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Office of Community Oriented Policing Services
Cops in schools: It’s a contentious issue in contemporary American society. School administrators and law-enforcement partners are concerned about it. But other partners—including teachers, counselors, other school staff members, and parents—are also thinking about the best ways to improve school safety. Some people feel that we desperately need to place a sworn, local law-enforcement officer in schools, in addition to regular school security officers. Others are wary that such appointments lead to increases in arrests, with a disproportionate impact on students of color and students with disabilities. If we have law-enforcement officers in our schools, how do we do it right?
Having worked at the nexus of education and law enforcement for more than 30 years by training School Resource Officers (SROs) in crime, drug, violence, and bullying prevention; and helping school administrators to develop effective policies and practices involving the use of law enforcement officers in schools, I have formed some observations and guiding questions that may help school and community leaders answer that question. Based on my experience working with some excellent SROs who really understand crime prevention and who do not want to arrest students, I believe police officers can be an important addition to our schools. From my experience training many SROs around the country, I know that we can establish the right climate of safety that is conducive to learning—if we employ well-trained officers who genuinely like working with students.
As in any other field, we should be using evidence-based programs and approaches when it comes to school-based law enforcement. The problem is that there isn’t a whole lot of rigorous research to guide us. The federal National Institute of Justice recently sponsored a number of studies that will inform our practice, but that research is ongoing involving studies over multiple years. However, we have had SROs in schools since the 1950s and have learned important things about how to do it right. Here’s what we know:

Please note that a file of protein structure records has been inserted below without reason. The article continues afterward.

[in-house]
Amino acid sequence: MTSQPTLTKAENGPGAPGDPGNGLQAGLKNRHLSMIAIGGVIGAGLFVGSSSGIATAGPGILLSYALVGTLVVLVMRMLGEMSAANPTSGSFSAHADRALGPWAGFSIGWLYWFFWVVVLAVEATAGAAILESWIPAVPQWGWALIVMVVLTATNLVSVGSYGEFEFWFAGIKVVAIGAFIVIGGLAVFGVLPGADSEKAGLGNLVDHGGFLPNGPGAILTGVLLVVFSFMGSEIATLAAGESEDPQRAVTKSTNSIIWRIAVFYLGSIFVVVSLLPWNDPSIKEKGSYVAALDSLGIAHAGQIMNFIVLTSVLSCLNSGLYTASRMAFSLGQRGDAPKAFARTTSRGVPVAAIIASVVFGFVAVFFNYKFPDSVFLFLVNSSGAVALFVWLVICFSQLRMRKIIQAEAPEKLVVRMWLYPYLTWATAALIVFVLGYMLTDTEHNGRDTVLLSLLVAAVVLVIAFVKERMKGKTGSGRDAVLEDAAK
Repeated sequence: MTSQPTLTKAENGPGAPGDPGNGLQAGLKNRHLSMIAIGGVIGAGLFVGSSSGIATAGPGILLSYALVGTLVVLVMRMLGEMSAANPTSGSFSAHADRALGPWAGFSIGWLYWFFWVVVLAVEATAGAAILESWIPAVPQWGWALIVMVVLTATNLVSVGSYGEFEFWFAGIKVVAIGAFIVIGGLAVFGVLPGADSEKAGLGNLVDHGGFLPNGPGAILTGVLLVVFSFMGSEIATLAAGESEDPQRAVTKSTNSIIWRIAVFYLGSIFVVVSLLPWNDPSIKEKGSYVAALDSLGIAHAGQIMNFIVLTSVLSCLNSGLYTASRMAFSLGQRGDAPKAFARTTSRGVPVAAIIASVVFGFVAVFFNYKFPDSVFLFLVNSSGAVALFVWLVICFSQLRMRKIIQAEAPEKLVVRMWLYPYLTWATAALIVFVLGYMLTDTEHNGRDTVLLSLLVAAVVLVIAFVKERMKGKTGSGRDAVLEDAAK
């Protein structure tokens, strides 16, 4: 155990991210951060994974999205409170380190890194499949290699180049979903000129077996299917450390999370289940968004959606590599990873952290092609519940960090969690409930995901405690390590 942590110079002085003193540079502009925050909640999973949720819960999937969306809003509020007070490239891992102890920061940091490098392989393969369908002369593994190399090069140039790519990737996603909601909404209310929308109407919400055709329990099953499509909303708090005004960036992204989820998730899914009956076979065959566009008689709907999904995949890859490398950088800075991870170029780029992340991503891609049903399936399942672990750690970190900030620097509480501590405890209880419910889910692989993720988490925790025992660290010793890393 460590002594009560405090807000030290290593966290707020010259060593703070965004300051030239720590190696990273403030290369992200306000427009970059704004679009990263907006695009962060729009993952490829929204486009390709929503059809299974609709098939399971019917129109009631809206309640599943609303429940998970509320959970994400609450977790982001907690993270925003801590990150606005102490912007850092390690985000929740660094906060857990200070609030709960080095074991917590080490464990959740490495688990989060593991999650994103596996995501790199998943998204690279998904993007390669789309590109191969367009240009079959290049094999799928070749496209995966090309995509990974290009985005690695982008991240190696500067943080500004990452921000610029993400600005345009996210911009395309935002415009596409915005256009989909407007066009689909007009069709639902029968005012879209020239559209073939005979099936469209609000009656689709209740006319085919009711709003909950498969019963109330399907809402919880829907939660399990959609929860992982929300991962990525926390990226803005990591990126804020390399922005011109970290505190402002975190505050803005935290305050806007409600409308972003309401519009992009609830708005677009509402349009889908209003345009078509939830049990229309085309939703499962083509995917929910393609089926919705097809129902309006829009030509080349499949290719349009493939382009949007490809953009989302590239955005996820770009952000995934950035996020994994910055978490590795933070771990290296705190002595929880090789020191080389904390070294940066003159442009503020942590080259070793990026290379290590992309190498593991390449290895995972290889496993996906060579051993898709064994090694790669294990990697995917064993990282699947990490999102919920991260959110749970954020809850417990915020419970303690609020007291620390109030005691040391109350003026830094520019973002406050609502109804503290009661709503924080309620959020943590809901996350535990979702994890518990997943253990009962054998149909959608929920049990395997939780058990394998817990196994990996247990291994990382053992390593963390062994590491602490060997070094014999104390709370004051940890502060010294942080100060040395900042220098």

The choice about whether to have law-enforcement officers in schools is an important local decision that should be weighed by educators, law enforcement, parents, and other community stakeholders. Those collaborators should carefully consider these lessons to guide them in the process. In doing so, local communities can give our students the supports they need to stay in school—and out of the criminal-justice system.
By John Rosiak
This article was also featured in Education Week
JOHN ROSIAK is an educator, trainer, and facilitator who has supported school/law-enforcement partnerships around the country since the 1980s. He is the founder and principal of Prevention Partnerships, www.rosiakassociates.com which provides training and technical assistance support to help school, law enforcement, mental health, and juvenile justice partners to break down silos to develop effective collaborative efforts for safer and healthier communities.
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